What information must be provided once the contract has been concluded?

The trader must give the consumer one of the following:

    • A copy of the signed contract.
    • Confirmation of the contract.

The copy or confirmation must be provided within a “reasonable time” after the contract is formed, and in any event no later than the time of delivery of any goods or before performance begins of any service.

By what means must you provide the information?

By good old fashioned paper letter or by email. Note that the email must set out the full terms and you cannot simply send an email with a link to your terms. This is because the idea is that there is a record of what has been agreed that cannot be altered at a later date. If you just provide a link, the terms at the end of the link could be altered at some point in the future.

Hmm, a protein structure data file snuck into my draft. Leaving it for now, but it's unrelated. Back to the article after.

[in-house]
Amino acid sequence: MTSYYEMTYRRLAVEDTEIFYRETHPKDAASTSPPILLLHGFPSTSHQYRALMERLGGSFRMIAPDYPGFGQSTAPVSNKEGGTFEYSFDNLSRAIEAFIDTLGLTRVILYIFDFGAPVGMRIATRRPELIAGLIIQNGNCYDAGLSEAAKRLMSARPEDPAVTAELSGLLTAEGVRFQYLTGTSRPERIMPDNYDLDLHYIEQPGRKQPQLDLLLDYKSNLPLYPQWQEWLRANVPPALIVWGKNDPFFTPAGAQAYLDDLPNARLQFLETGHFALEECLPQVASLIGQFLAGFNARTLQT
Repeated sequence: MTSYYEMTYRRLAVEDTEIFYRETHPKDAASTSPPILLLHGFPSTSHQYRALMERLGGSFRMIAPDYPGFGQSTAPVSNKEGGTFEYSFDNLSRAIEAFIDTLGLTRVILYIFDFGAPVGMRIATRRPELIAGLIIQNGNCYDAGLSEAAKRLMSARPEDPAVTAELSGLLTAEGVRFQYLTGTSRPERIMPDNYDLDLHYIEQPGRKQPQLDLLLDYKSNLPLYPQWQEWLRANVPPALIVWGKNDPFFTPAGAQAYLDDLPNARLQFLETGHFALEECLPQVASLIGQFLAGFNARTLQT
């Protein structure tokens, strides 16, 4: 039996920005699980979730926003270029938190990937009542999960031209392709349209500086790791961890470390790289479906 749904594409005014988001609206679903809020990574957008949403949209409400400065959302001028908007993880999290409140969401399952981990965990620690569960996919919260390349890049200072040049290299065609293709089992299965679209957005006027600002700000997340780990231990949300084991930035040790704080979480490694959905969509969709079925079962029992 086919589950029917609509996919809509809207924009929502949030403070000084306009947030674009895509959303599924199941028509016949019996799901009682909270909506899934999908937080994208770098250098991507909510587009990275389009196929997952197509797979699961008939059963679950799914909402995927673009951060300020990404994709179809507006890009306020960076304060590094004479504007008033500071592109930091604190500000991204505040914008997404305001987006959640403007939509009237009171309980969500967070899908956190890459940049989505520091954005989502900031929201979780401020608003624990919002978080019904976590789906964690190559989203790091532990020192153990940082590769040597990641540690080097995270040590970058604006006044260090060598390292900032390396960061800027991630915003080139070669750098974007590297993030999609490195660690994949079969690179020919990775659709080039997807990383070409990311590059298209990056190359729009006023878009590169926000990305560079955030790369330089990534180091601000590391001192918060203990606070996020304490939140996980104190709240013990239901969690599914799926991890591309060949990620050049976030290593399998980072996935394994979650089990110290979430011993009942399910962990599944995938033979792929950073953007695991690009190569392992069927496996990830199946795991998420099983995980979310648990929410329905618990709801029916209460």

Where do you start????

We know you are a busy entrepreneur and news of these new laws and obligations is probably the last thing you need or have time for, so we have done the work for you.

Just 3 easy steps :

  1. E- mail us for our free questionnaire to see if you comply with new law. It will only take 3 minutes and will reveal if you do or not comply with the new law.
  2. If you don’t comply, turn to our ‘oven ready’ document shop which has brand new template for selling goods and digital products online which complies with new law. It has all of the relevant pre-contract information and model cancellation form.
  3. If you sell services, drop us a line or give us a call so that we can check your terms or provide you with fresh ones.

Alternatively, you can trawl through over 100 pages of the Regulations and work it out for yourself. Enjoy!!

The law for on-line sales has changed. Are your terms up to date?

Friday, September 5th, 2014

“Your statutory rights are not affected…” Do you actually know what this means?

As a business owner, you may not be aware that your customers have certain rights by law and even if your terms say otherwise. These are so-called “statutory rights” because they are granted by statute. Usually these overide any other terms you may seek to enforce. Set out below are key provisions in relation to online sales that became law recently. If you do not comply with them, you may have the law knocking at your door…